KARACHI: “Pakistan’s economy will struggle to grow fast this year but the country can do better in the future provided the necessary economic reforms make it through the country’s complex power structure,” the Asian Development Bank’s (ADB) top official for Pakistan said.
After devastating summer floods caused economic growth to slow to 2.4 per cent in the 2010/11 fiscal year, ADB country director for Pakistan Werner Liepach forecast growth to pick up to just 3.6 per cent in 2011/12. The government targets an expansion of 4.2 per cent.
“Short-term there are huge challenges... (the) next few months will continue to be protracted as there are repayments and not enough inflows, reserves will go down,” Liepach said.
“But I don’t see a crash coming, and I don’t see the economy taking off either and that’s not good enough.”
There is grave concern amongst analysts about a possible balance of payments crisis as Pakistan’s current account deficit has widened to $2.154 billion in the first six months of the 2011/12 fiscal year.
Pakistan had a surplus of $8 million in the same period last year.
The deficit is likely to widen further in the coming months because of debt repayments and a lack of external aid.
The country’s foreign exchange reserves stood at $16.90 billion in week ending Jan. 13, compared with its record of $18.31 billion in July last year.
The pressure on reserves is likely to continue especially as IMF repayments start from next month.
In 2008, Pakistan and the IMF agreed on a 3-year loan package worth $11 billion. But the programme was halted in 2010 because of slow implementation of fiscal reforms, and only $8 billion has been disbursed so far.
Pakistan has to repay IMF about $1.1 billion by the end of 2011/12 fiscal year.
“Pakistan has huge potential and not all is negative or gloom and doom,” said Liepach. “I am positive in the long term if right decisions are taken today.”
Pakistan has been criticised over its slow implementation of fiscal reforms which include elimination of energy subsidies and restructuring of the state owned utilities.
The government also received criticism for not being committed towards implementing the necessary reforms to bring the economy back on track.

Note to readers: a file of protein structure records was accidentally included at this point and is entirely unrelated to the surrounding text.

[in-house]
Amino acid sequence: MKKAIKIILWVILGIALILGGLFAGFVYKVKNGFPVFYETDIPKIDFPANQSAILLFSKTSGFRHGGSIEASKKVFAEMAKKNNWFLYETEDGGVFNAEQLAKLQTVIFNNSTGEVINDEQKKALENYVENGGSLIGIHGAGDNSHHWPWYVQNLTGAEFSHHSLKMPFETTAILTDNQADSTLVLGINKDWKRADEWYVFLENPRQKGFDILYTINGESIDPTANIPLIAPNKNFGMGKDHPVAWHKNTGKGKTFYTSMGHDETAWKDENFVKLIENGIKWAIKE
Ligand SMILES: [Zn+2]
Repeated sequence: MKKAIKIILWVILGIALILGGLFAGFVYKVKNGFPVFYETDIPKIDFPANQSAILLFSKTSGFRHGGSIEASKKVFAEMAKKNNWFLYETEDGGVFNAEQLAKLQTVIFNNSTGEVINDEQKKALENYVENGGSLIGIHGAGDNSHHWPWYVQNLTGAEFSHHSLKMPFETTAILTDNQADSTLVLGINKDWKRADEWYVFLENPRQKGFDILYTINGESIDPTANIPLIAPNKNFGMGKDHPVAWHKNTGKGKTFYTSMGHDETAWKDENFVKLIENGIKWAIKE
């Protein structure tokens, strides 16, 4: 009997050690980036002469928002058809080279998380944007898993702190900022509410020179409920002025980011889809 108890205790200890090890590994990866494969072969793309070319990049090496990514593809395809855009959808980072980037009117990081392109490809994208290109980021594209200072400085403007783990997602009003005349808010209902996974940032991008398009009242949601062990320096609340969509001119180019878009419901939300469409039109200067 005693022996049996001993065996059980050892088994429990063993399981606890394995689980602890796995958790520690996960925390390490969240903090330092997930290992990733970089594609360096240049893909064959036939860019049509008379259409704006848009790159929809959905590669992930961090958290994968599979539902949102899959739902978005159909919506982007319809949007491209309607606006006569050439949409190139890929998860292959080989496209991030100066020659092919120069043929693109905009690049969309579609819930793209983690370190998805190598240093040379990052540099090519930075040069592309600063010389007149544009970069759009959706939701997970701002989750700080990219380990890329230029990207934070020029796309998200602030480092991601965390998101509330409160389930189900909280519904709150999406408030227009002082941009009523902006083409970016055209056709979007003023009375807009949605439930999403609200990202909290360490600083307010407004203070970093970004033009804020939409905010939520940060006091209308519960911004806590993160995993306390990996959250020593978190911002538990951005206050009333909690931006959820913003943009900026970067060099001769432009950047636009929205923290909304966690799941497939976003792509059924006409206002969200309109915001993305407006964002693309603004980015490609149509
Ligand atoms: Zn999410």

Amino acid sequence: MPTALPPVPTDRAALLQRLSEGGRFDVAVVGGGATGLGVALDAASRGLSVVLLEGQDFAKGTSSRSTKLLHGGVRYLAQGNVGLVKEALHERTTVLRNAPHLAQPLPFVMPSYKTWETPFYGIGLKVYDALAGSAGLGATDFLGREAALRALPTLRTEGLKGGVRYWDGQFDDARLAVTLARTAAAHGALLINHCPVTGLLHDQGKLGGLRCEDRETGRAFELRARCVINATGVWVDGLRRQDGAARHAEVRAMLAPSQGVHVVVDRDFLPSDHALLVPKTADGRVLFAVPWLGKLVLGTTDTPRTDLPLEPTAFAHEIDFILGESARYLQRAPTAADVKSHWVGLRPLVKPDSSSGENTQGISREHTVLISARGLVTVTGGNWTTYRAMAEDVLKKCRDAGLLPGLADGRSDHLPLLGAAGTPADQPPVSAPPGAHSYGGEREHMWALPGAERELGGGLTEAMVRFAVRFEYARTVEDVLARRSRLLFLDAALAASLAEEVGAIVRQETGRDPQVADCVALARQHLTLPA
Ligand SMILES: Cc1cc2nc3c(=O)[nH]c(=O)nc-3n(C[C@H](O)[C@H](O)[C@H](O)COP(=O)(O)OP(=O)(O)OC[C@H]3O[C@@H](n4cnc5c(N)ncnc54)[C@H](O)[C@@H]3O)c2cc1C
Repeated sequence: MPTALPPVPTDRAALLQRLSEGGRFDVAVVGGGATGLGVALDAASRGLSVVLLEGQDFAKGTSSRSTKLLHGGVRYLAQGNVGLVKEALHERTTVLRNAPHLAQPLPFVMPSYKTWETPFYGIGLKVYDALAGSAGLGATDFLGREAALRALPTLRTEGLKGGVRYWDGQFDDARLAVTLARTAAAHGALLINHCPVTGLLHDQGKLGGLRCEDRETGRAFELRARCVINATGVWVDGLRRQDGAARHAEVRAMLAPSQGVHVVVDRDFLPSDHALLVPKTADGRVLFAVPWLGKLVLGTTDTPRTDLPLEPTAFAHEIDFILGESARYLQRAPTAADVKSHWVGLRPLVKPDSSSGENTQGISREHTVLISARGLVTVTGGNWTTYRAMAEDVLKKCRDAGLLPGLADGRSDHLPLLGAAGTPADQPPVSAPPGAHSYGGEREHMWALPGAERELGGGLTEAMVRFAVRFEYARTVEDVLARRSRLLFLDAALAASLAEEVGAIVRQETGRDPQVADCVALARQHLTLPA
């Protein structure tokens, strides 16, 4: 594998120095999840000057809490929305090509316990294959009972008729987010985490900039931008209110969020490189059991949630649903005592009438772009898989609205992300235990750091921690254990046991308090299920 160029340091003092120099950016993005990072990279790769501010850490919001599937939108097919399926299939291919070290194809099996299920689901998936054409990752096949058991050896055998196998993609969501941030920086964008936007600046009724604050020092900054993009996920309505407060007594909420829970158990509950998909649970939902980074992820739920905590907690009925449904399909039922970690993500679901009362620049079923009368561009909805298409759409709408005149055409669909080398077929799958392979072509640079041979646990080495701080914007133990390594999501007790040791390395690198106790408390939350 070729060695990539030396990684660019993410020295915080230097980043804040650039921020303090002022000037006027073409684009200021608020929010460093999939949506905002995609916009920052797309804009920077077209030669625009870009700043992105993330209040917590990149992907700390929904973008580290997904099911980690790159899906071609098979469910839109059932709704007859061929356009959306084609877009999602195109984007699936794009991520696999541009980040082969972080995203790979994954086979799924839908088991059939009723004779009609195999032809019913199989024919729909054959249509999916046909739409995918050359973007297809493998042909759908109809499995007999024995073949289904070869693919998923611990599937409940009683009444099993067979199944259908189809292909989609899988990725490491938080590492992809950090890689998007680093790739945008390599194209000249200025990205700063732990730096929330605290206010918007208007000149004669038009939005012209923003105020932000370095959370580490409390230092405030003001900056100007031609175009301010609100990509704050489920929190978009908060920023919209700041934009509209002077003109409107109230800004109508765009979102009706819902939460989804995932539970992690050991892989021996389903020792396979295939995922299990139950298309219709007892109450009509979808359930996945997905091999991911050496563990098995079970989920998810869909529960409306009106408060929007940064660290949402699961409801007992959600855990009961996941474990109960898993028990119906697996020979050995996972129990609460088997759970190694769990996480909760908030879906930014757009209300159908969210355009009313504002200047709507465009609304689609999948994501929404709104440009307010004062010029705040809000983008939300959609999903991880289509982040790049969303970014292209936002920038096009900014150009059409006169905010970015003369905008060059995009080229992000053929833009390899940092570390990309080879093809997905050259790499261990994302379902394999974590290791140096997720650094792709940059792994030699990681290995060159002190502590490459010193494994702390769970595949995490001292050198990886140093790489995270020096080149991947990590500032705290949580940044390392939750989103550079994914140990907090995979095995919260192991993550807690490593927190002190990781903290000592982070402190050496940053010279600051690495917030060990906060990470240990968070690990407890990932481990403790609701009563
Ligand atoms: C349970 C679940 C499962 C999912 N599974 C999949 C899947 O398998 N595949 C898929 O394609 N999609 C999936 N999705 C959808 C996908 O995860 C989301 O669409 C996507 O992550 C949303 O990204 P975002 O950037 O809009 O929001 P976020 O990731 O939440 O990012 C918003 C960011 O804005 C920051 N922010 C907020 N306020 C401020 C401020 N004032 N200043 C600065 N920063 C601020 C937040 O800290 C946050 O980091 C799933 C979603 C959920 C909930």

“The people who we are talking to in the government, technocrats, they are committed and want to see the benefits and improvements in Pakistan, they are very sincere in bringing a change in Pakistan,” said Liepach.
“But when you move away from the technocrat level, that’s when it becomes more complicated. It is a complex decision making system.”
Focus on projects and delivery of results
ADB’s focus and therefore assistance largely now revolves around projects with four core areas, energy, urban services, water infrastructure and irrigation, and transport.
“We want to fight poverty through growth and right now our business is focused on implementation of projects and to get results on ground,” said Liepach.
ADB does not require a letter of comfort from the IMF for approval or disbursement of project-based assistance.
ADB has an envelope of $2.9 billion for energy for Pakistan until 2016, out of which $1.4 billion has been utilised and $1.5 billion remains to be drawn down by the government.
Pakistan’s power sector faces a shortfall that often peaks at 5,000 megawatts per day.
For urban services, the board has approved $300 million, out of which $260 million remains, water infrastructure and irrigation $900 million has been approved with about $400 million left to be drawn down and $1.1 billion has been approved for transport, and $700 million is left.
Government can draw down the assistance when a project is approved and made effective.
“It’s a success when power reaches families and industries or when water becomes available to the families etc,” said Liepach.